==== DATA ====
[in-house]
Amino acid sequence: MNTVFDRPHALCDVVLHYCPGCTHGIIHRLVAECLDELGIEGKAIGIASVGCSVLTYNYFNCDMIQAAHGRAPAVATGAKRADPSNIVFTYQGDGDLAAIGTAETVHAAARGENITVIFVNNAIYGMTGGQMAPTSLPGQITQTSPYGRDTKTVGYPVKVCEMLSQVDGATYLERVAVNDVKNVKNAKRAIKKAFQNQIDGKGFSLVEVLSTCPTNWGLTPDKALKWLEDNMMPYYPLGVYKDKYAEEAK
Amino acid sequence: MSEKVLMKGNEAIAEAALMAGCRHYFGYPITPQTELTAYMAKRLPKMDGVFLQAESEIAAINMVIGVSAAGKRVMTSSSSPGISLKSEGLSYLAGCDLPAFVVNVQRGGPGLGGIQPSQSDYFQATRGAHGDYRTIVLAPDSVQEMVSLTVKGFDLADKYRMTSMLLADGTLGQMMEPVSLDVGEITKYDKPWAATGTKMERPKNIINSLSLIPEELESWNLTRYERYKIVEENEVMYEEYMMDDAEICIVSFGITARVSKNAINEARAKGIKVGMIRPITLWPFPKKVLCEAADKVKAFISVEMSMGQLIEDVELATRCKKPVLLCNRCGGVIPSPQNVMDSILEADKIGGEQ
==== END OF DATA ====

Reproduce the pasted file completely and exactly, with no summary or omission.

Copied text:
[in-house]
Amino acid sequence: MNTVFDRPHALCDVVLHYCPGCTHGIIHRLVAECLDELGIEGKAIGIASVGCSVLTYNYFNCDMIQAAHGRAPAVATGAKRADPSNIVFTYQGDGDLAAIGTAETVHAAARGENITVIFVNNAIYGMTGGQMAPTSLPGQITQTSPYGRDTKTVGYPVKVCEMLSQVDGATYLERVAVNDVKNVKNAKRAIKKAFQNQIDGKGFSLVEVLSTCPTNWGLTPDKALKWLEDNMMPYYPLGVYKDKYAEEAK
Amino acid sequence: MSEKVLMKGNEAIAEAALMAGCRHYFGYPITPQTELTAYMAKRLPKMDGVFLQAESEIAAINMVIGVSAAGKRVMTSSSSPGISLKSEGLSYLAGCDLPAFVVNVQRGGPGLGGIQPSQSDYFQATRGAHGDYRTIVLAPDSVQEMVSLTVKGFDLADKYRMTSMLLADGTLGQMMEPVSLDVGEITKYDKPWAATGTKMERPKNIINSLSLIPEELESWNLTRYERYKIVEENEVMYEEYMMDDAEICIVSFGITARVSKNAINEARAKGIKVGMIRPITLWPFPKKVLCEAADKVKAFISVEMSMGQLIEDVELATRCKKPVLLCNRCGGVIPSPQNVMDSILEADKIGGEQ